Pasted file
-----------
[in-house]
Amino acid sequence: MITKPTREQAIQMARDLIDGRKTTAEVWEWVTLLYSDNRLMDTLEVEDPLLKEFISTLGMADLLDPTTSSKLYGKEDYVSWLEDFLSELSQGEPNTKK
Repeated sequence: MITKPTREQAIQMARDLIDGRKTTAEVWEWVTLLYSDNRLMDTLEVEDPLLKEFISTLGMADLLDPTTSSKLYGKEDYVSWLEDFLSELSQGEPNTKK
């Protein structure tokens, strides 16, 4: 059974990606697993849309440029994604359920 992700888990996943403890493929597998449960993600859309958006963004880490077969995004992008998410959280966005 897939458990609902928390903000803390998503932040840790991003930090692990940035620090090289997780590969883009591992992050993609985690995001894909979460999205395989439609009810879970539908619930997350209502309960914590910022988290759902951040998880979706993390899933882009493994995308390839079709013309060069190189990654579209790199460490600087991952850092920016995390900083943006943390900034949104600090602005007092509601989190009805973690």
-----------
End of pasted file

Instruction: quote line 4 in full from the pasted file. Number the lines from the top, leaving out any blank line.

């Protein structure tokens, strides 16, 4: 059974990606697993849309440029994604359920 992700888990996943403890493929597998449960993600859309958006963004880490077969995004992008998410959280966005 897939458990609902928390903000803390998503932040840790991003930090692990940035620090090289997780590969883009591992992050993609985690995001894909979460999205395989439609009810879970539908619930997350209502309960914590910022988290759902951040998880979706993390899933882009493994995308390839079709013309060069190189990654579209790199460490600087991952850092920016995390900083943006943390900034949104600090602005007092509601989190009805973690």